The government has agreed every local authority should have the chance to adopt the capital’s space standards

Duggan Morris, Avanti and Mae's Tybalds Estate

Tybalds Estate in Holborn, central London, by Duggan Morris, Avanti and Mae

London’s trailblazing space standards are to be extended to the rest of the country.

After months of behind-the-scenes lobbying, the government has agreed that every local authority should have the chance to adopt the capital’s space standards.

The news emerged as the government published its delayed housing standards review which also covers the security, accessibility, adaptability and water efficiency of new homes.

At the same time it launched a two-month consultation on what communities minister Stephen Williams billed as “a radically simplified system” which has been drawn up with the close involvement of Levitt Bernstein’s head of research, Julia Park.

PRP’s Andy von Bradsky also advised on the process.

It will be the first time the UK has had nationwide space standards for all new housing regardless of tenure. The Parker Morris standards, abolished in 1980, were only for social housing.

The space standards will not be added to building regulations but local authorities will now have the option of adding them to their policies “where justified by need and subject to viability”.

Developers will be able to argue on a case-by-case basis that they shouldn’t apply to a particular development.

The DCMS consultation said: “The government does not consider there is a case for statutory regulation in this area. However, it does consider there is a need for a national standard to replace the many different existing space standards used by local authorities.”

The standards on security, water and access are due to be adopted into building regulations next year, but only security will be mandatory.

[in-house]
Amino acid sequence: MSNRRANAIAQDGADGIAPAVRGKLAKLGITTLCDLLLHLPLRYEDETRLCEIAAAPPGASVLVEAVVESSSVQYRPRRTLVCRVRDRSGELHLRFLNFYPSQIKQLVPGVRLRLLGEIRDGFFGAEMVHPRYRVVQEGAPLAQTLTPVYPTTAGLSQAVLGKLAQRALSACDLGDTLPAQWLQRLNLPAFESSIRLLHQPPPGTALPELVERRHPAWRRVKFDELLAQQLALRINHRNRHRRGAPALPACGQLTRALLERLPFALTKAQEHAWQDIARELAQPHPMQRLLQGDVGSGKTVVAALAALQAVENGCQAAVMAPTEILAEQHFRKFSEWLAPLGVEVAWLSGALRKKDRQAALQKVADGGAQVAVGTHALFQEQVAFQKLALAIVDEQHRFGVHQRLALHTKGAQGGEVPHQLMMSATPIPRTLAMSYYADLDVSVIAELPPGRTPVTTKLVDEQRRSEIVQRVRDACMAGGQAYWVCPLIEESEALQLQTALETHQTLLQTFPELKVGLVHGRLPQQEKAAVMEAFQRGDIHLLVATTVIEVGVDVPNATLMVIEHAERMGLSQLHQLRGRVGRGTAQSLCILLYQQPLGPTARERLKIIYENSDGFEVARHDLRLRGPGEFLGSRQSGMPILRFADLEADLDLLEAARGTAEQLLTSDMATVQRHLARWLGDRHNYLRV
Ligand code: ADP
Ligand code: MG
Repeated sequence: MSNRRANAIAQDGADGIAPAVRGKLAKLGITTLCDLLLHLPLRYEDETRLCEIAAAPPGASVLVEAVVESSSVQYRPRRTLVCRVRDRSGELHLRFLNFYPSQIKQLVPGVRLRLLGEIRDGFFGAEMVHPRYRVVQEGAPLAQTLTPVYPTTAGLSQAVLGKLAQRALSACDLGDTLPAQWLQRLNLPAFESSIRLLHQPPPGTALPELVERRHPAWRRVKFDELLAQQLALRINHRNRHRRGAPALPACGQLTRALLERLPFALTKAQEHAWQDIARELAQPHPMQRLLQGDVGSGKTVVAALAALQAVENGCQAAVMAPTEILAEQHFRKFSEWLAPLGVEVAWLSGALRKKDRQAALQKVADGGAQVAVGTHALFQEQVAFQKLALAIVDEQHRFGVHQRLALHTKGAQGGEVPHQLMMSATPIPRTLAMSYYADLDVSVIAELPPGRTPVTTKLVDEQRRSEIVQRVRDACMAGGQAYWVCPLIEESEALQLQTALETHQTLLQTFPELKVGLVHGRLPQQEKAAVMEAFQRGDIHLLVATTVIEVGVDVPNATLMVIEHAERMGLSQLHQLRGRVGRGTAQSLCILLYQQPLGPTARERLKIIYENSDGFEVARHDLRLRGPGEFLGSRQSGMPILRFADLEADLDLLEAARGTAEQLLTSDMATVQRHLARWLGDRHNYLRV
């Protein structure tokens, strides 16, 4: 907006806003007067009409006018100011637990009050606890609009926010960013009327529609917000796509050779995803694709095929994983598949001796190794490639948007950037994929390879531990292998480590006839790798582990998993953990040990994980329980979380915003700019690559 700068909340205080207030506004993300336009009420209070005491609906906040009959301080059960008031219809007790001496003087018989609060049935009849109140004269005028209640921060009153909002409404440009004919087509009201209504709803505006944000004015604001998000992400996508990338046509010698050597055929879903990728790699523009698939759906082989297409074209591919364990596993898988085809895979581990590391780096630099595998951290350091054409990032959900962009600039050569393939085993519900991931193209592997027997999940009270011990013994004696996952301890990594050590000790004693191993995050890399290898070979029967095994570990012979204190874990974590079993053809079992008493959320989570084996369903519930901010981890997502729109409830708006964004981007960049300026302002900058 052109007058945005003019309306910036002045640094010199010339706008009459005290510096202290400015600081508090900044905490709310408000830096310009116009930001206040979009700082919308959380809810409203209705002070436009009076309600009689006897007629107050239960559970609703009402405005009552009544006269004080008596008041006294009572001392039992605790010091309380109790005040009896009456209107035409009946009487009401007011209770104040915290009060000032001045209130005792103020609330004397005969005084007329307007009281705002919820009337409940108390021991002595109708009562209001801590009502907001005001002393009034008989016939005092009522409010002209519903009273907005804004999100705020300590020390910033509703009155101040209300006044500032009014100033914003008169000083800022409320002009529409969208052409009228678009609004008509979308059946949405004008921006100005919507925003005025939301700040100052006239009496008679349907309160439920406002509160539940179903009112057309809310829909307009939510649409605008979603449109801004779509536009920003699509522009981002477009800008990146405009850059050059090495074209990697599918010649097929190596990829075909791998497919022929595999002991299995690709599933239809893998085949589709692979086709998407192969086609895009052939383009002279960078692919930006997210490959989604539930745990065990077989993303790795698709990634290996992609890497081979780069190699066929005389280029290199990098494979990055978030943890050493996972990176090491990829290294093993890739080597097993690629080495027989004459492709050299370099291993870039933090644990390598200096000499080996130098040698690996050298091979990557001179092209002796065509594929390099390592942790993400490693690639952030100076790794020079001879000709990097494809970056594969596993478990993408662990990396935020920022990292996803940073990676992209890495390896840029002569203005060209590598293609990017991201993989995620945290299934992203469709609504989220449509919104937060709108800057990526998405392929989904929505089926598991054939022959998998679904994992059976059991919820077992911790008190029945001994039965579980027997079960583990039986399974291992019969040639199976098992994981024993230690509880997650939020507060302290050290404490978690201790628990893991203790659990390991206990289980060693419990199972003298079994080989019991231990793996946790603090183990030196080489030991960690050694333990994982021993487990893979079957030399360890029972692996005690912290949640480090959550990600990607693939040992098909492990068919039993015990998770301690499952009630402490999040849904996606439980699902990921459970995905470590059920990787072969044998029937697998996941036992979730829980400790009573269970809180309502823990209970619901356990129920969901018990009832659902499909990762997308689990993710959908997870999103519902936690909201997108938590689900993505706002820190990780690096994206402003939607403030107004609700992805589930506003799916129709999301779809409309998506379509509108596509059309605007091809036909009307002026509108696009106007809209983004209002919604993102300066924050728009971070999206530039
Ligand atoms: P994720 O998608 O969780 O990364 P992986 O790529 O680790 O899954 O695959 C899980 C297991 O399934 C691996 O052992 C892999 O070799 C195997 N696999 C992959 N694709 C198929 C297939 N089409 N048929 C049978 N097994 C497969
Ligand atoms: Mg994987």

Together the changes will end regional uncertainty and save councils and housebuilders £114 million a year while delivering high-quality housing, said Williams.

Park called it an “unprecedented opportunity”.

“Quality is finally on the map. Government has opened the way for all new housing to be bigger, better, cheaper and simpler,” she said.

Architects and housing charities had been concerned that London would be forced to accept watered-down space standards.

Alex Ely, who co-wrote London’s 2010’s space standards, said: “This is good news that the rest of the country is to be aligned to London.

“It’s been demonstrated that the London design guides have proved worthwhile and have noticeably improved quality of housing and have been generally accepted by industry. If it works in London it seems a useful benchmark to apply elsewhere.”

But Gavin Smart, director of policy and practice at the Chartered Institute of Housing (CIH), said the improved space standards should be compulsory.

“We currently build the smallest homes in Europe,” he said. “We are concerned that the government’s solution to set out voluntary standards for new build houses doesn’t go far enough and we would look instead for these to become mandatory to make real progress.”

This story first appeared on Building Design.